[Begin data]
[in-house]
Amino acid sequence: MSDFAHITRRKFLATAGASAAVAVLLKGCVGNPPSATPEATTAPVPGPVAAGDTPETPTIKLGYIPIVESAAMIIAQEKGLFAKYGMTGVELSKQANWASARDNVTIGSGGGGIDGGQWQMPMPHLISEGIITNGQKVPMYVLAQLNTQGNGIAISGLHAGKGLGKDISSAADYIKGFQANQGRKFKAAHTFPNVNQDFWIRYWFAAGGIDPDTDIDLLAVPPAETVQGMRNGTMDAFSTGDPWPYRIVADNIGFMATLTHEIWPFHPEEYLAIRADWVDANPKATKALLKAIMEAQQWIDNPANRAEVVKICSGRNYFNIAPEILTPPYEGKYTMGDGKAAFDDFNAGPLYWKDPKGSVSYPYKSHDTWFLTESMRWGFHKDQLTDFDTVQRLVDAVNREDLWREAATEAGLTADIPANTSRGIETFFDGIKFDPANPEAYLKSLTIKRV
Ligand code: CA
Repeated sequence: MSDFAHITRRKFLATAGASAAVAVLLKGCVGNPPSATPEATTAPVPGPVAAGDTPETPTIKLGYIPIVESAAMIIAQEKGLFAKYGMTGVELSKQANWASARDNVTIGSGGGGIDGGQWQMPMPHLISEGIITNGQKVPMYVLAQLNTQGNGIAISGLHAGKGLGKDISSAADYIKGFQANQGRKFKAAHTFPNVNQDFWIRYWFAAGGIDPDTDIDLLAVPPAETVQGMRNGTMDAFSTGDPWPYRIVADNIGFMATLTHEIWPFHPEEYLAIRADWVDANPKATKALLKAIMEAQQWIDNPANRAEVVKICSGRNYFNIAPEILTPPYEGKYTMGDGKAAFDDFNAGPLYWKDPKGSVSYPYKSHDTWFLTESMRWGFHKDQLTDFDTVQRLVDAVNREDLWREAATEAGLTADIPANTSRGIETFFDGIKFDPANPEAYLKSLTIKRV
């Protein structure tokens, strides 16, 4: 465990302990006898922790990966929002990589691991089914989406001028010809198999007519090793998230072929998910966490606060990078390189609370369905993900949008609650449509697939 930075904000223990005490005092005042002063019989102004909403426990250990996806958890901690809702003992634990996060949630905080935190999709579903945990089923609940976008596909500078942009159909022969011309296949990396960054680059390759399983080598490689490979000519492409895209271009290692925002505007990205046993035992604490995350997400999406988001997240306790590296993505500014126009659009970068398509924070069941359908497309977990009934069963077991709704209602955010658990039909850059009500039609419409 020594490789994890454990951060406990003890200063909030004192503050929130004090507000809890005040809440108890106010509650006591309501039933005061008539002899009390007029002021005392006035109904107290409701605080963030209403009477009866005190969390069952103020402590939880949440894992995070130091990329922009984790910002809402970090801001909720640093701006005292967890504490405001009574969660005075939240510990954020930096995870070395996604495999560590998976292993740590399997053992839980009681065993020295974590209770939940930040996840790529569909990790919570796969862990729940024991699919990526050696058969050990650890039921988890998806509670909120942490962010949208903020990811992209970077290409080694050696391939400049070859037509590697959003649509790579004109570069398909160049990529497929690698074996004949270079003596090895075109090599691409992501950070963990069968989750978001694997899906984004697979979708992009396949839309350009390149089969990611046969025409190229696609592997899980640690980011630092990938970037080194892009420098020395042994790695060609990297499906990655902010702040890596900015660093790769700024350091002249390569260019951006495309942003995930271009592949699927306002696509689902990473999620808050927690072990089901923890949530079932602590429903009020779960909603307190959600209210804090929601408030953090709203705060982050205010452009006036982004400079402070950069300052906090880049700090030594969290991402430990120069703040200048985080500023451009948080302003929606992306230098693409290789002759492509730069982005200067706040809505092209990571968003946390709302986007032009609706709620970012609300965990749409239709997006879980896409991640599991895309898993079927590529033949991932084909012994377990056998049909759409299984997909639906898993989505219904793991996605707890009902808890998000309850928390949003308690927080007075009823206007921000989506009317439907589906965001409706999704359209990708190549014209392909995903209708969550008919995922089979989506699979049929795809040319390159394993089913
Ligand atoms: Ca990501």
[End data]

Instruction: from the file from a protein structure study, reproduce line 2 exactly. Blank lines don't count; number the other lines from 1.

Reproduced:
Amino acid sequence: MSDFAHITRRKFLATAGASAAVAVLLKGCVGNPPSATPEATTAPVPGPVAAGDTPETPTIKLGYIPIVESAAMIIAQEKGLFAKYGMTGVELSKQANWASARDNVTIGSGGGGIDGGQWQMPMPHLISEGIITNGQKVPMYVLAQLNTQGNGIAISGLHAGKGLGKDISSAADYIKGFQANQGRKFKAAHTFPNVNQDFWIRYWFAAGGIDPDTDIDLLAVPPAETVQGMRNGTMDAFSTGDPWPYRIVADNIGFMATLTHEIWPFHPEEYLAIRADWVDANPKATKALLKAIMEAQQWIDNPANRAEVVKICSGRNYFNIAPEILTPPYEGKYTMGDGKAAFDDFNAGPLYWKDPKGSVSYPYKSHDTWFLTESMRWGFHKDQLTDFDTVQRLVDAVNREDLWREAATEAGLTADIPANTSRGIETFFDGIKFDPANPEAYLKSLTIKRV